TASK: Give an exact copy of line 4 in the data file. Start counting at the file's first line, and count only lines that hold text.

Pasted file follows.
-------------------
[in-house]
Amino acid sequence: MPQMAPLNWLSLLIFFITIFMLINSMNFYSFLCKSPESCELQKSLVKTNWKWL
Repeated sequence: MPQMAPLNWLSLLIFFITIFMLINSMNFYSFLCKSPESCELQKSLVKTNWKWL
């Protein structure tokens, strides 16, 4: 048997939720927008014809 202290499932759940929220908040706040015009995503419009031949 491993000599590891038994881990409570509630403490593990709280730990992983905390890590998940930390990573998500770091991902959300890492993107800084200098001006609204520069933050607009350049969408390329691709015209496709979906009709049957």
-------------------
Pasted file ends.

């Protein structure tokens, strides 16, 4: 048997939720927008014809 202290499932759940929220908040706040015009995503419009031949 491993000599590891038994881990409570509630403490593990709280730990992983905390890590998940930390990573998500770091991902959300890492993107800084200098001006609204520069933050607009350049969408390329691709015209496709979906009709049957």